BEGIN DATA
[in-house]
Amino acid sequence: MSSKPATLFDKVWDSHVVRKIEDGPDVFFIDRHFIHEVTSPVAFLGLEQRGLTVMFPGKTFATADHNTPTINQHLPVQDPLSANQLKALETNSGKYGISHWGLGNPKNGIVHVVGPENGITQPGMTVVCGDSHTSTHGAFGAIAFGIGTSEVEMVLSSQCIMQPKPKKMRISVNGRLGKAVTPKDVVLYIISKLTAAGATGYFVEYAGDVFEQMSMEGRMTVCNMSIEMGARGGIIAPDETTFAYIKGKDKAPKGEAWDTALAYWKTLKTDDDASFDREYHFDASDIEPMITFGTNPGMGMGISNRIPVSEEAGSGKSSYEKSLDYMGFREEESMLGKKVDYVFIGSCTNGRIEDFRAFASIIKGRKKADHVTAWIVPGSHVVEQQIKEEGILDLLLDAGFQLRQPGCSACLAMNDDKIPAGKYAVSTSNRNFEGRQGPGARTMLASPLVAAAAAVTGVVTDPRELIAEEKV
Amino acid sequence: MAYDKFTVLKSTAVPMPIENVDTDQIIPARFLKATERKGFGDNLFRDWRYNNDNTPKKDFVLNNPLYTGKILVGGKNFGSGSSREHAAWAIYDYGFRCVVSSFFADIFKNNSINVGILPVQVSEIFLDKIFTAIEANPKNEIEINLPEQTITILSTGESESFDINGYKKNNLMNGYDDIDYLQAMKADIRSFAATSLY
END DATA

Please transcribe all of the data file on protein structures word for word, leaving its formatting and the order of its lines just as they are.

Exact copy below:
[in-house]
Amino acid sequence: MSSKPATLFDKVWDSHVVRKIEDGPDVFFIDRHFIHEVTSPVAFLGLEQRGLTVMFPGKTFATADHNTPTINQHLPVQDPLSANQLKALETNSGKYGISHWGLGNPKNGIVHVVGPENGITQPGMTVVCGDSHTSTHGAFGAIAFGIGTSEVEMVLSSQCIMQPKPKKMRISVNGRLGKAVTPKDVVLYIISKLTAAGATGYFVEYAGDVFEQMSMEGRMTVCNMSIEMGARGGIIAPDETTFAYIKGKDKAPKGEAWDTALAYWKTLKTDDDASFDREYHFDASDIEPMITFGTNPGMGMGISNRIPVSEEAGSGKSSYEKSLDYMGFREEESMLGKKVDYVFIGSCTNGRIEDFRAFASIIKGRKKADHVTAWIVPGSHVVEQQIKEEGILDLLLDAGFQLRQPGCSACLAMNDDKIPAGKYAVSTSNRNFEGRQGPGARTMLASPLVAAAAAVTGVVTDPRELIAEEKV
Amino acid sequence: MAYDKFTVLKSTAVPMPIENVDTDQIIPARFLKATERKGFGDNLFRDWRYNNDNTPKKDFVLNNPLYTGKILVGGKNFGSGSSREHAAWAIYDYGFRCVVSSFFADIFKNNSINVGILPVQVSEIFLDKIFTAIEANPKNEIEINLPEQTITILSTGESESFDINGYKKNNLMNGYDDIDYLQAMKADIRSFAATSLY